So water truck day is raw and filled with many emotions and more things to do than manpower or time allows.

After we got back from Cite Soleil delivering water and so much more, we showered and got ready to head to an orphanage called La Phare.  Such a blessing to be able to go to a well run place where the kids were filled with that love they crave and taught about the love that Jesus has for them.  It was great to spend time with them and just hang out with them.  We were able to bring some crafts for them to do and also some games to play.  It was and amazing reminder to me that kids of all ages need love and attention.  There was a 12 year old boy, whose toy was a stuffed Dory, who desired sitting on my lap to going and playing soccer with some of the other boys.  Each child is different and need attention and love in different ways.  What a blessing to be able to offer just that.  As we were getting ready to leave they gathered together to give us a treat. WOW I was not expecting this blessing.   They sang 3 songs for us and they were simply amazing!  I had goose bumps as I stood there listening to them sing with smiles on their faces and joy in their hearts. Thanks for sharing that special moment with me.  Something I will never forget.  

So that was our day, the important parts anyway.  Thanks for giving us this opportunity!  Life changing is the understatement of the year.

Day 4:

Thursday’s Blog:

Good Evening, Today we had the privilege to go to two different orphanages, the first being Sweet Home. This orphanage was a different experience then others that I have visited in Haiti, I was so impressed with the conditions of this place, the kids where very well taken care of with great living and sleeping conditions. This was remarkable to me because it showed what proper funding can truly do for the children, we had the pleasure to play with these children and do crafts with them. The second was Dios which is a orphanage for disabled children, this experience was a heart turner for me seeing these kids living with some very difficult disabilities in conditions that are the best that can be had but so far from our normal in the states, but being able to spend time and play and do crafts was such an amazing experience. Loving these kids up and being part of there day was a heart warming memory I will never forget. As a father on this trip with my two oldest boys I couldn’t be more proud of there hearts and compassion they have showed in ever experience that we have had these last few days how much they are turning into men that I’m proud to call my sons. My heart is overcome with joy to be there father!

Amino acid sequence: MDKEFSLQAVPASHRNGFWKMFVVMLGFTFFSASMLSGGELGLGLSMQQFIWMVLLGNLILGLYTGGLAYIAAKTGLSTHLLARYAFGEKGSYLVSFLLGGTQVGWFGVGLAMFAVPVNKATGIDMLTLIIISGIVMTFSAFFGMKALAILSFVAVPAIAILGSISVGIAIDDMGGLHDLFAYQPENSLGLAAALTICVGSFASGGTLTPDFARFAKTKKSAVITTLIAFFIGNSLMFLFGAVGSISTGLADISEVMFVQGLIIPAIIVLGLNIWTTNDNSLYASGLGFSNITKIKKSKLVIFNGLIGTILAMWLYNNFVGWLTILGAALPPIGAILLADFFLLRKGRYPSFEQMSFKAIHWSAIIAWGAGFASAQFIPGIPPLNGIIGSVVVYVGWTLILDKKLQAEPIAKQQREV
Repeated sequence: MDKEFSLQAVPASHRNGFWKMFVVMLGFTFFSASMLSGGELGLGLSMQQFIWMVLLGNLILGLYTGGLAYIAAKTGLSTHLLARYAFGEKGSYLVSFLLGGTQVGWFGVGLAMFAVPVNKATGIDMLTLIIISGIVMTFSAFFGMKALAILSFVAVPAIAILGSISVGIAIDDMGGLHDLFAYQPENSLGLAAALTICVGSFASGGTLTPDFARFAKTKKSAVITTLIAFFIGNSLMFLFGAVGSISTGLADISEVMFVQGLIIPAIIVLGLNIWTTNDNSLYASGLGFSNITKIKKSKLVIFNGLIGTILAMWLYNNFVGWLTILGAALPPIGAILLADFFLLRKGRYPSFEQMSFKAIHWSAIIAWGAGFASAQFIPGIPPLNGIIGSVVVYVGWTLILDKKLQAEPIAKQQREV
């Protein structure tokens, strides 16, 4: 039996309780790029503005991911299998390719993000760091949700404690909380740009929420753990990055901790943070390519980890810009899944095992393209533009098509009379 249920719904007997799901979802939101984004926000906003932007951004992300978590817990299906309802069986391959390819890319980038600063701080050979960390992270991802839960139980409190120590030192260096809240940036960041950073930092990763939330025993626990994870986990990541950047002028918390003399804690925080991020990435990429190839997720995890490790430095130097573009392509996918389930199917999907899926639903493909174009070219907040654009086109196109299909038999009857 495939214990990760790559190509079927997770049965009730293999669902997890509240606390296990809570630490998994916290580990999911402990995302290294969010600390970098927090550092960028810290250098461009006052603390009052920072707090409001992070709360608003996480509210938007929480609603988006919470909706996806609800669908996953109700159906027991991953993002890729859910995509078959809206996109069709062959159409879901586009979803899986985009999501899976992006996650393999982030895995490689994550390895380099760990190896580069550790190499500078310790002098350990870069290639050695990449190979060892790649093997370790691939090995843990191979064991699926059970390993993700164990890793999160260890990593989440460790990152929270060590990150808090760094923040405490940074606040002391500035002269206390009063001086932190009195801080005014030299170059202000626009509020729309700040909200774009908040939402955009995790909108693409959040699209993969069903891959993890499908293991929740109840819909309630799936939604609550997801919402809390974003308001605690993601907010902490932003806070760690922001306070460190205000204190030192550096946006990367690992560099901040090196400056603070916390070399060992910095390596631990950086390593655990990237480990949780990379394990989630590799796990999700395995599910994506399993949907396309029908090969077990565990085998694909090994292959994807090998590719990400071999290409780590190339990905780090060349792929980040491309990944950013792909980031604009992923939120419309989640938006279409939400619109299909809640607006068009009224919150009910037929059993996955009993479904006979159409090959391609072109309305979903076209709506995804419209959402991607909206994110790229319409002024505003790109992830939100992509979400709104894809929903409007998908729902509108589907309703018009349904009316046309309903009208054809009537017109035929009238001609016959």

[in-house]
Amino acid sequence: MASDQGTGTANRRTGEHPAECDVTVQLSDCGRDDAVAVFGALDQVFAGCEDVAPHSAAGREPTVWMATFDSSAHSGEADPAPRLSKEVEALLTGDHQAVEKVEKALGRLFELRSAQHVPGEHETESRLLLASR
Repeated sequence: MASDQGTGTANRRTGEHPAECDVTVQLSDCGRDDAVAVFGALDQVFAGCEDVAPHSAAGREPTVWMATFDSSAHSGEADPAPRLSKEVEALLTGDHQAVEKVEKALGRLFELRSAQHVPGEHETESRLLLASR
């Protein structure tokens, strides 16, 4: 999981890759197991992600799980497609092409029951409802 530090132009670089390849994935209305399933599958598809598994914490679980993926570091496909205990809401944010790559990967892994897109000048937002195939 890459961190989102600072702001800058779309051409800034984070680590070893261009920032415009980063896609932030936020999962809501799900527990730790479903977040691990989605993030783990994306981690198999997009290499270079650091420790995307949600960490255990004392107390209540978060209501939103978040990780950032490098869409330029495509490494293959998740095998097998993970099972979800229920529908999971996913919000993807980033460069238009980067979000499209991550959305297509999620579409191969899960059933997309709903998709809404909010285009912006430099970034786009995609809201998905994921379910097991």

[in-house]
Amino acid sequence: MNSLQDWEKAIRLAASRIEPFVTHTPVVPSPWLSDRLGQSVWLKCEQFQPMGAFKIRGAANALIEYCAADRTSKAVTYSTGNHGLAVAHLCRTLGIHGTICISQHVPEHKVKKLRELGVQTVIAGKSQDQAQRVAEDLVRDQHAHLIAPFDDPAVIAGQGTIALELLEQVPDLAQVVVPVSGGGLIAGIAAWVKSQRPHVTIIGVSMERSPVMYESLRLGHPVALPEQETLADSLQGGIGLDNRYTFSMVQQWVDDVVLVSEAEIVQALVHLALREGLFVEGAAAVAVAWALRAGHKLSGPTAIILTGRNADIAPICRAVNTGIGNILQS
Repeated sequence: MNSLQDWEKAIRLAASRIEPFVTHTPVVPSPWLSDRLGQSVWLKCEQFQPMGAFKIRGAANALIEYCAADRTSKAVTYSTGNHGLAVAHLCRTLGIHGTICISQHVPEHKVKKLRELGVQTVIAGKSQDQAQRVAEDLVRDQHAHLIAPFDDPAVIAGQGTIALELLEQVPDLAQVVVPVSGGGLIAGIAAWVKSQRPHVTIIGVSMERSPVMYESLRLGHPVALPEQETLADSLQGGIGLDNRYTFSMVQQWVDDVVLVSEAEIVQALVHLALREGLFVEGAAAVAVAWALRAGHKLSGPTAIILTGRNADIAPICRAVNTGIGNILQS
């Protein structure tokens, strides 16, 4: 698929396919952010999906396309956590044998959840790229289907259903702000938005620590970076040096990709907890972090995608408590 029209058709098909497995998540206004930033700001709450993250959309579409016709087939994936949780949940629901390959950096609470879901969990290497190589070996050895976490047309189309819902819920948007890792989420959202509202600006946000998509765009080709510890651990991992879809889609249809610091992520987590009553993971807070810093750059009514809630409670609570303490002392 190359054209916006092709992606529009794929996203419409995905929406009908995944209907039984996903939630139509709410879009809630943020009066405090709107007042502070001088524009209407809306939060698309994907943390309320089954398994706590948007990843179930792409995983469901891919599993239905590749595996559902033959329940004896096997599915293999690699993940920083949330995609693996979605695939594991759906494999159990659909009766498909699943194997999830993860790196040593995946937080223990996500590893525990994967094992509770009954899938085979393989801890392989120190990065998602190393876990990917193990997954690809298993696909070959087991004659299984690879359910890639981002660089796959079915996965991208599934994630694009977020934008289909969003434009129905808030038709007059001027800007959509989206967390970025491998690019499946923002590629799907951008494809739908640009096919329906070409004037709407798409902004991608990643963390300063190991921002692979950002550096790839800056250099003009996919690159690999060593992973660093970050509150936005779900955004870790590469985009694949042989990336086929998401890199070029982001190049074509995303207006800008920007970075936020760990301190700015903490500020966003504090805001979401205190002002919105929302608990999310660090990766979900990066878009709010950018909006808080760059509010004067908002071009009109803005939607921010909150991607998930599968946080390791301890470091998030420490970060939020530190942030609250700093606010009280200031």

Sam Greenwood

Hello! if you are reading this, thank you for your interest in our trip and the things going on in it. Today was a mellow day, but still filled with the intense love we have brought to every task on this trip. We started with a pancake breakfast, graciously made by our healing haiti staff. Soon came time to get on the tap-tap (our mode of transportation), we set out to “Sweet Home”, which is a orphanage that had kids from age 2-7. We shared our love with the children and it was returned whole-heartedly. Our next stop was “Dios” which was an orphanage for children who are handicapped either mentally, physically, or both. We did many things with the kids such as make bead necklaces, color transparent crosses, and kick around the soccer ball, or as the Haitians would call it, fĂștbol. The time spent with the children taught the team how valuable expanding your horizons can be. It also taught me personally to remember the golden rule, treat others the way you would like to be treated. 
Austin Greenwood